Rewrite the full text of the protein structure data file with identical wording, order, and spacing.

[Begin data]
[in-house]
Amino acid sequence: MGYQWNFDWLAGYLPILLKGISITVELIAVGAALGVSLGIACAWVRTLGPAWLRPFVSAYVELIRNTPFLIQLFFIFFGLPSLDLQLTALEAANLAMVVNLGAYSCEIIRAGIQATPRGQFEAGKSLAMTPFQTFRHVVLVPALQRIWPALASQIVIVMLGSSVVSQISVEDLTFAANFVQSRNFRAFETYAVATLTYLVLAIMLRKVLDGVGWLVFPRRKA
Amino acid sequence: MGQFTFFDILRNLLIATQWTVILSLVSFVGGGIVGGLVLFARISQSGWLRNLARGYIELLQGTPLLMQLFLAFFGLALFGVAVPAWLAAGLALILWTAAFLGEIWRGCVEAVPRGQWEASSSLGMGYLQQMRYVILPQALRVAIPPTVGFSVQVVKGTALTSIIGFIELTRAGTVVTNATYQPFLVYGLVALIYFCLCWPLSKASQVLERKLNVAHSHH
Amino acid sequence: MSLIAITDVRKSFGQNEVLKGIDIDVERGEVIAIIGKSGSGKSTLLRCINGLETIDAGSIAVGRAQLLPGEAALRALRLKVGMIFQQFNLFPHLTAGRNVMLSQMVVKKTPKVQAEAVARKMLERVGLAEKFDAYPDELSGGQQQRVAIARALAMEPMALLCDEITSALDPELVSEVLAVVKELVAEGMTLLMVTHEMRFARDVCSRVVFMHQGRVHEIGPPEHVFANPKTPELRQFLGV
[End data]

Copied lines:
[in-house]
Amino acid sequence: MGYQWNFDWLAGYLPILLKGISITVELIAVGAALGVSLGIACAWVRTLGPAWLRPFVSAYVELIRNTPFLIQLFFIFFGLPSLDLQLTALEAANLAMVVNLGAYSCEIIRAGIQATPRGQFEAGKSLAMTPFQTFRHVVLVPALQRIWPALASQIVIVMLGSSVVSQISVEDLTFAANFVQSRNFRAFETYAVATLTYLVLAIMLRKVLDGVGWLVFPRRKA
Amino acid sequence: MGQFTFFDILRNLLIATQWTVILSLVSFVGGGIVGGLVLFARISQSGWLRNLARGYIELLQGTPLLMQLFLAFFGLALFGVAVPAWLAAGLALILWTAAFLGEIWRGCVEAVPRGQWEASSSLGMGYLQQMRYVILPQALRVAIPPTVGFSVQVVKGTALTSIIGFIELTRAGTVVTNATYQPFLVYGLVALIYFCLCWPLSKASQVLERKLNVAHSHH
Amino acid sequence: MSLIAITDVRKSFGQNEVLKGIDIDVERGEVIAIIGKSGSGKSTLLRCINGLETIDAGSIAVGRAQLLPGEAALRALRLKVGMIFQQFNLFPHLTAGRNVMLSQMVVKKTPKVQAEAVARKMLERVGLAEKFDAYPDELSGGQQQRVAIARALAMEPMALLCDEITSALDPELVSEVLAVVKELVAEGMTLLMVTHEMRFARDVCSRVVFMHQGRVHEIGPPEHVFANPKTPELRQFLGV